Laser To Take Stock of Heritage Sites

Camera has 'surgical' accuracy that supplies 3-D images, allowing for the study or creation of replicas, system's creator says

by Ricardo Sanchez Jr.
March 7, 2004
Imagine a device with spiderlike tripod legs, connected to a large cube that shoots a green laser beam. The beam scans the Orinda Theatre, then boomerangs back to a wired laptop computer.

No, it's not Star Wars. The laser won't blow things up or slice them in half. Instead, the beam from a Cyrax camera will take a picture of the building, recording all aspects of its dimensions, down to every nook and cranny.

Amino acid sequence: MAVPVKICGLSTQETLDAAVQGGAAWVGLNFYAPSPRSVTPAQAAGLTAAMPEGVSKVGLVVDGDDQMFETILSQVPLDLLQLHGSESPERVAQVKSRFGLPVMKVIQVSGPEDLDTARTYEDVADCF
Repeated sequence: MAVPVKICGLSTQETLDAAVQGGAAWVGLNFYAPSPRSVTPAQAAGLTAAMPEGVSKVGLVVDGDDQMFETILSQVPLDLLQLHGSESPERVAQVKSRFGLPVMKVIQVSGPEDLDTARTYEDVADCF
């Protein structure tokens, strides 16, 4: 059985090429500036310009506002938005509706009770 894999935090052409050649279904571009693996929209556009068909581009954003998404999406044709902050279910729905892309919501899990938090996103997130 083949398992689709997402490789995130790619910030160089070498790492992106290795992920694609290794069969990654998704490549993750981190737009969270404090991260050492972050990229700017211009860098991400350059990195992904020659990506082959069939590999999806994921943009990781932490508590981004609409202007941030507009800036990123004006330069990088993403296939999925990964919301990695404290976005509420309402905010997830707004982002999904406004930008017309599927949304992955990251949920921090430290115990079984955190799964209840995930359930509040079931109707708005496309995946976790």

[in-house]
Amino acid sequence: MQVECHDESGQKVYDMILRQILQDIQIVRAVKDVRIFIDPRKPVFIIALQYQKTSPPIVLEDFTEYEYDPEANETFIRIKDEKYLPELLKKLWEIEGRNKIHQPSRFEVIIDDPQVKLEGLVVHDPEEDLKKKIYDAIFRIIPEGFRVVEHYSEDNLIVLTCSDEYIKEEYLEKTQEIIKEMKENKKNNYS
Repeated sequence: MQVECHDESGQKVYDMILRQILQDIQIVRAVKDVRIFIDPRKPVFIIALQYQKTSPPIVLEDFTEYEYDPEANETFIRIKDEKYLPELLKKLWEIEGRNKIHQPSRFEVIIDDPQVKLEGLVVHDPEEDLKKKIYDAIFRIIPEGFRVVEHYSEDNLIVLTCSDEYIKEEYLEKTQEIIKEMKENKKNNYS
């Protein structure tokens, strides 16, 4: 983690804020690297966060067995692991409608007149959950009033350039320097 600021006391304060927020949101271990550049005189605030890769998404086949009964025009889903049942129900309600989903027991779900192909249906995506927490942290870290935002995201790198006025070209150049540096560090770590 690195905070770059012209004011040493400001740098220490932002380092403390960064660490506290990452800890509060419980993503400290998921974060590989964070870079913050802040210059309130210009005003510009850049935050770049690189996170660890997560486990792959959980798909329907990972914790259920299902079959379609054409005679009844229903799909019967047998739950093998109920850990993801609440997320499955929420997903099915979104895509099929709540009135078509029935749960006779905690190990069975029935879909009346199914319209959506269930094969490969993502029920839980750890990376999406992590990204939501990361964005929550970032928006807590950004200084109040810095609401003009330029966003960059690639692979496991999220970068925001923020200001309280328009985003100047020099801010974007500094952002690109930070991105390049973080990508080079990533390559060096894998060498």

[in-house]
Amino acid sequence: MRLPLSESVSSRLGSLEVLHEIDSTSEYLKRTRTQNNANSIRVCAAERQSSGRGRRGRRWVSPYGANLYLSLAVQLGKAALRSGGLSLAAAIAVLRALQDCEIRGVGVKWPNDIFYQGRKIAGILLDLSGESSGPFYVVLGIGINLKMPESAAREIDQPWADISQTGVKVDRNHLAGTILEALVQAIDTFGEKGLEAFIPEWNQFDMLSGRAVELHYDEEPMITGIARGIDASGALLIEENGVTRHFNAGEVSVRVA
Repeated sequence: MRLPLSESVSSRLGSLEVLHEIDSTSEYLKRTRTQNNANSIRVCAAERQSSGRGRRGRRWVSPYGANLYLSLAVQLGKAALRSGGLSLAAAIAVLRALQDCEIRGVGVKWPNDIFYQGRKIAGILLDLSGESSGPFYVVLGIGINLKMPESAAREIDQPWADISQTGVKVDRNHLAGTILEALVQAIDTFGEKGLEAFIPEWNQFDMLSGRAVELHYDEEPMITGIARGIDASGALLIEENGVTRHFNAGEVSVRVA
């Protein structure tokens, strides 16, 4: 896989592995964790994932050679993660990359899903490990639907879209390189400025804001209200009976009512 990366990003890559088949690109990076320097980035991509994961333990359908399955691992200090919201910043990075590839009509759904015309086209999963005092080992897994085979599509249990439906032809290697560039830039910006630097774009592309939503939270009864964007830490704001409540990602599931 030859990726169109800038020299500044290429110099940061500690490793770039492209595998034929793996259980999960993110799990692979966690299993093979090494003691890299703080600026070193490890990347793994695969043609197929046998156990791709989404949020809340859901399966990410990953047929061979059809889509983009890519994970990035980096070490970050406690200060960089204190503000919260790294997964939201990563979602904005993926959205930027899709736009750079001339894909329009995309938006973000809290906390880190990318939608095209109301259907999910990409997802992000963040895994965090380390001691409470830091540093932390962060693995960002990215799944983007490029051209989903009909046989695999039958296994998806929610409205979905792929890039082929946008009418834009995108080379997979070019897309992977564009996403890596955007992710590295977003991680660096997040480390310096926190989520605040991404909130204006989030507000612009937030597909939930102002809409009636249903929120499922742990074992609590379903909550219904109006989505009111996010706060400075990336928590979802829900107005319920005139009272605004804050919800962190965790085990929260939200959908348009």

It is a job a surveyor would take days to complete, still being unable to capture what the Cyrax camera can in seconds. The technology scans a building, or property, anything really, and produces an identical three-dimensional image down to the quarter-inch at every angle. If anything were to happen to the theater, it could be rebuilt exactly the way it stood before. Even imperfections such as cracks could be duplicated.